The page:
1.2 The Glasgow Coma Scale

1.2.1 Description, Strengths and Weaknesses

Describe the Glasgow Coma Scale (GCS).

  • GCS score is a quick, simple and objective tool used during the initial examination to estimate severity of TBI.
     
  • The assessment is based on eye opening, verbal response, and motor response.
     
  • The rating scale consisting of 15 items in three basic categories: motor response (6 items), verbal response (5 items) and eye opening (4 items).
  • The Glasgow Coma Scale (GCS) is a quick, simple and objective score to be used during the initial examination to estimate severity of TBI. The assessment is based on eye opening, verbal response, and motor response.
     
  • The rating scale consisting of 15 items in three basic categories: motor response (6 items), verbal response (5 items) and eye opening (4 items)1.
     
  • The lowest total score 3 is likely fatal damage, especially if both pupils fail to respond to light and oculovestibular responses are absent.
     
  • The score < 8 is typically regarded as coma 5

     

  • Other categorical divisions are: scores of 13 – 15 represent mild injury, scores of 9 – 12 represent moderate injury and scores of 8 or less represent severe injury 1.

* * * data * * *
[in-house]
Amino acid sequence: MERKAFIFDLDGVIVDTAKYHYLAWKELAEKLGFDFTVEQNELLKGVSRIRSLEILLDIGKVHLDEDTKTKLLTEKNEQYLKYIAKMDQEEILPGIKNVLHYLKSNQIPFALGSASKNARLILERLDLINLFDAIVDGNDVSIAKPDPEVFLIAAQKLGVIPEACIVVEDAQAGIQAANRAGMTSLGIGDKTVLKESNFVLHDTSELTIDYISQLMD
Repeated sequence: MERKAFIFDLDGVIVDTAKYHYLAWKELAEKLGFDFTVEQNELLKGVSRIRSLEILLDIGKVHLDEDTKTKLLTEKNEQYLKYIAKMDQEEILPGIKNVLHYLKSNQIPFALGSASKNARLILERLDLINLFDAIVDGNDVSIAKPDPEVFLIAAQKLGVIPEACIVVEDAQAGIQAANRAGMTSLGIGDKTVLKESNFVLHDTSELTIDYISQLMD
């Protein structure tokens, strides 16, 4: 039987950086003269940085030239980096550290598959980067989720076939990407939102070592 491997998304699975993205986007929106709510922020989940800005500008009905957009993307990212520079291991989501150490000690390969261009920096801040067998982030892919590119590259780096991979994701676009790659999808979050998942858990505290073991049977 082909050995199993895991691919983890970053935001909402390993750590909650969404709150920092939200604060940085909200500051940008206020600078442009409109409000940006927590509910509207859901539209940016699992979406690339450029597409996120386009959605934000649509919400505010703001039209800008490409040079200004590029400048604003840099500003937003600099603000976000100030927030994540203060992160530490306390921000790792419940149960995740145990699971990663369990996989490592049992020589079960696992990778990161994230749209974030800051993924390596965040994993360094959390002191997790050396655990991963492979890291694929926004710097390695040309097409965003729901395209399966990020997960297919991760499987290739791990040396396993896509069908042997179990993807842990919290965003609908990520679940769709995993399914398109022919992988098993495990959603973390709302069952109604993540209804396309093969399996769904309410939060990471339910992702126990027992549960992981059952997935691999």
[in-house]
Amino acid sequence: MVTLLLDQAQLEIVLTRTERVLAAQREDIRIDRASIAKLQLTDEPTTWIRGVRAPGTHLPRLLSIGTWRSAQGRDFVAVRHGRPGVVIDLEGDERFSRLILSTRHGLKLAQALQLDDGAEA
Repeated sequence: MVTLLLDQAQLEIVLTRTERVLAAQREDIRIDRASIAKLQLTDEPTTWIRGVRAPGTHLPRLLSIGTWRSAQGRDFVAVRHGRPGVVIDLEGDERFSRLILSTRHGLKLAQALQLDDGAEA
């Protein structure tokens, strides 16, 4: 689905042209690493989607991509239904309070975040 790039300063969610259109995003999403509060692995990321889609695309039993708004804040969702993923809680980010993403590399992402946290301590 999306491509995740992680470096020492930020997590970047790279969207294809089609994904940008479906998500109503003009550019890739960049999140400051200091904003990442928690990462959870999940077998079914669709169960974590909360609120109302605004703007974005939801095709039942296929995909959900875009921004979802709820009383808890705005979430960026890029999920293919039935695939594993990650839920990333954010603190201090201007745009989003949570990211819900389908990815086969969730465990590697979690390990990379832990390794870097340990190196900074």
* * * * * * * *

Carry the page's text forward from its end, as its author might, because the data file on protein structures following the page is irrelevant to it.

Appendix: The Glasgow Coma Scale

 

What are the strengths of the GCS?

  • Simple, straightforward and brief bedside assessment.
     
  • The most familiar, most widely used instrument in the assessment of level of consciousness.
     
  • Established categories related to the presence of coma and severity of injury.
     
  • Significant predictor of outcome following head injury.
     
  • Can be used by various groups of healthcare professionals regardless of level of education or ICU experience.

What are the limitations of the GCS?

  • The application of painful stimulus is controversial.
     
  • Assessment of all components is comprised by aggressive, early interventions such as intubation and sedation.
     
  • Use of global score may result in a loss of information that adversely affects the predictive accuracy of the GCS.
     
  • Motor response has the greatest influence on the summary.
     
  • Individuals with the same GCS scores in varying permutations can have significantly difference risks for mortality.
     
  • Lack of experience and variability may result in inaccurate assessment.

1.2.2   Glasgow Coma Scale as a Predictor of Outcome

Is the Glasgow Coma Scale as determined in the field predictive of outcome?

  • Higher initial GCS scores tend to predict better recovery.
     
  • However, prediction of prognosis and severity may be improved by considering the CT scan results and other factors.
     
  • Hypoxia and hypotension can decrease the GCS; therefore, GCS values after resuscitation from cardiopulmonary insults are more specific.
     
  • Sedative medicationscan decrease GCS values and should be used only after full neurological evaluation.5

The GCS score has been shown to have a significant correlation with outcome following severe TBI, both as the sum score 6;7 or as just the motor component 6;8-10.

 

For a more detailed discussion of the GCS please see ERABI/Assessment of Outcomes Following Acquired/Traumatic Brain Injury.